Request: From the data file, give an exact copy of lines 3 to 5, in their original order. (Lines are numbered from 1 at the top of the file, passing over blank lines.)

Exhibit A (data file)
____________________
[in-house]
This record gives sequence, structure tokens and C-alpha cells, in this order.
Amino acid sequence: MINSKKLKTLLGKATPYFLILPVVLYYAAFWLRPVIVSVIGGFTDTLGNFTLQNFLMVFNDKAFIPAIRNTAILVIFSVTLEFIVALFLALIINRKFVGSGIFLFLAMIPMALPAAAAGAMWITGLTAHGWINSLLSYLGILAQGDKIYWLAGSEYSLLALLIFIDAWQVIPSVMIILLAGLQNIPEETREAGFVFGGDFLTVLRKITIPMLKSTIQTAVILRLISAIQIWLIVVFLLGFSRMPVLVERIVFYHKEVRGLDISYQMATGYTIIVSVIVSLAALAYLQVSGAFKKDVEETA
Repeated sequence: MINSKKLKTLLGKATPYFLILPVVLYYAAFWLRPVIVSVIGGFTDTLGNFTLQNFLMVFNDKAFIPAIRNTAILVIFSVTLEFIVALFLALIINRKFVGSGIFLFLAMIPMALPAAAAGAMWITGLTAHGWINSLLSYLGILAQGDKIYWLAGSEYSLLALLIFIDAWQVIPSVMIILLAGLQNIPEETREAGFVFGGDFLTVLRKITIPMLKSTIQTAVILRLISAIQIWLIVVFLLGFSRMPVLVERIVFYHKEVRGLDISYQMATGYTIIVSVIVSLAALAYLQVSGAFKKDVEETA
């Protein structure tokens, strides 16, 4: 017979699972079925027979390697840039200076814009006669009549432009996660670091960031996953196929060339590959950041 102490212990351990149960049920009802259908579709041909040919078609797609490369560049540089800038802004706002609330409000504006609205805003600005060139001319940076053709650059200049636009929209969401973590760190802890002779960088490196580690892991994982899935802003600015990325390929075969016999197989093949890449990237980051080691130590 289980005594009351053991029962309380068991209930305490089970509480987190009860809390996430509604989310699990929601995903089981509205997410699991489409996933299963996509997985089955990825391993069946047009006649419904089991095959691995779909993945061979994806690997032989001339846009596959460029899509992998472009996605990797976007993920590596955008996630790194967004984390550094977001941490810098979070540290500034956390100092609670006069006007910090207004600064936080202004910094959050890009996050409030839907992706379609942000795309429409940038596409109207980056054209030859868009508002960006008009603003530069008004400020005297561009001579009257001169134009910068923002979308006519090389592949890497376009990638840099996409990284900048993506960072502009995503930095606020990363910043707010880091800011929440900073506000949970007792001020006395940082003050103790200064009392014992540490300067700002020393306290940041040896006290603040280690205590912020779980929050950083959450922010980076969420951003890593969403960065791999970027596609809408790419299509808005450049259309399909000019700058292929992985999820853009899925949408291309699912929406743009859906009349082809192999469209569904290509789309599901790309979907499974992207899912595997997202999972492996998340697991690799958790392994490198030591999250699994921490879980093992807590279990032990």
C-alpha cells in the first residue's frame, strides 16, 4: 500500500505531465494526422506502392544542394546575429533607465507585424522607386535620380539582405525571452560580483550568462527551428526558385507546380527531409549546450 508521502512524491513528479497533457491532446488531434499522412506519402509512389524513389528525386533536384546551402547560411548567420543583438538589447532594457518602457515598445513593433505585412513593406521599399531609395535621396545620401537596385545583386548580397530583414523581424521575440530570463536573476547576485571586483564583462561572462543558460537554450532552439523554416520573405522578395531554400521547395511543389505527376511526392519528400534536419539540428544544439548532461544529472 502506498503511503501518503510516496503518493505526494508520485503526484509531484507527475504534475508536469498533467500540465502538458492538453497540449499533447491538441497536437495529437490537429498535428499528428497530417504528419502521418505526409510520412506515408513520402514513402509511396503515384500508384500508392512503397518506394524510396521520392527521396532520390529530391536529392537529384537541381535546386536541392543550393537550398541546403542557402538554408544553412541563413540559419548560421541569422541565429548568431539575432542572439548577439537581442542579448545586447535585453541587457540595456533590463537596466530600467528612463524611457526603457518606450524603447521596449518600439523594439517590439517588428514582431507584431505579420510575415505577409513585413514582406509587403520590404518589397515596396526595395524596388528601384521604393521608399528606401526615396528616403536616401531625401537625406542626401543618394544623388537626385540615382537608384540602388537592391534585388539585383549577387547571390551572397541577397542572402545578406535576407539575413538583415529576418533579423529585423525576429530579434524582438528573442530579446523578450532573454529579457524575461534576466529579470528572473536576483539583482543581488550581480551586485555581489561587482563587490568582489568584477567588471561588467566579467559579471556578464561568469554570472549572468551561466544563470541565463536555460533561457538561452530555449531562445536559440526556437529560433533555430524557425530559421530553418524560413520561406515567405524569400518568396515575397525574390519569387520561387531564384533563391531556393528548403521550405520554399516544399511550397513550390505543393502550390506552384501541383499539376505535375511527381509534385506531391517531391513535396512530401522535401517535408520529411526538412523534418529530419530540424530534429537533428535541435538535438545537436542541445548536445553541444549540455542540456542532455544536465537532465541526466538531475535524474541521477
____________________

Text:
Amino acid sequence: MINSKKLKTLLGKATPYFLILPVVLYYAAFWLRPVIVSVIGGFTDTLGNFTLQNFLMVFNDKAFIPAIRNTAILVIFSVTLEFIVALFLALIINRKFVGSGIFLFLAMIPMALPAAAAGAMWITGLTAHGWINSLLSYLGILAQGDKIYWLAGSEYSLLALLIFIDAWQVIPSVMIILLAGLQNIPEETREAGFVFGGDFLTVLRKITIPMLKSTIQTAVILRLISAIQIWLIVVFLLGFSRMPVLVERIVFYHKEVRGLDISYQMATGYTIIVSVIVSLAALAYLQVSGAFKKDVEETA
Repeated sequence: MINSKKLKTLLGKATPYFLILPVVLYYAAFWLRPVIVSVIGGFTDTLGNFTLQNFLMVFNDKAFIPAIRNTAILVIFSVTLEFIVALFLALIINRKFVGSGIFLFLAMIPMALPAAAAGAMWITGLTAHGWINSLLSYLGILAQGDKIYWLAGSEYSLLALLIFIDAWQVIPSVMIILLAGLQNIPEETREAGFVFGGDFLTVLRKITIPMLKSTIQTAVILRLISAIQIWLIVVFLLGFSRMPVLVERIVFYHKEVRGLDISYQMATGYTIIVSVIVSLAALAYLQVSGAFKKDVEETA
């Protein structure tokens, strides 16, 4: 017979699972079925027979390697840039200076814009006669009549432009996660670091960031996953196929060339590959950041 102490212990351990149960049920009802259908579709041909040919078609797609490369560049540089800038802004706002609330409000504006609205805003600005060139001319940076053709650059200049636009929209969401973590760190802890002779960088490196580690892991994982899935802003600015990325390929075969016999197989093949890449990237980051080691130590 289980005594009351053991029962309380068991209930305490089970509480987190009860809390996430509604989310699990929601995903089981509205997410699991489409996933299963996509997985089955990825391993069946047009006649419904089991095959691995779909993945061979994806690997032989001339846009596959460029899509992998472009996605990797976007993920590596955008996630790194967004984390550094977001941490810098979070540290500034956390100092609670006069006007910090207004600064936080202004910094959050890009996050409030839907992706379609942000795309429409940038596409109207980056054209030859868009508002960006008009603003530069008004400020005297561009001579009257001169134009910068923002979308006519090389592949890497376009990638840099996409990284900048993506960072502009995503930095606020990363910043707010880091800011929440900073506000949970007792001020006395940082003050103790200064009392014992540490300067700002020393306290940041040896006290603040280690205590912020779980929050950083959450922010980076969420951003890593969403960065791999970027596609809408790419299509808005450049259309399909000019700058292929992985999820853009899925949408291309699912929406743009859906009349082809192999469209569904290509789309599901790309979907499974992207899912595997997202999972492996998340697991690799958790392994490198030591999250699994921490879980093992807590279990032990």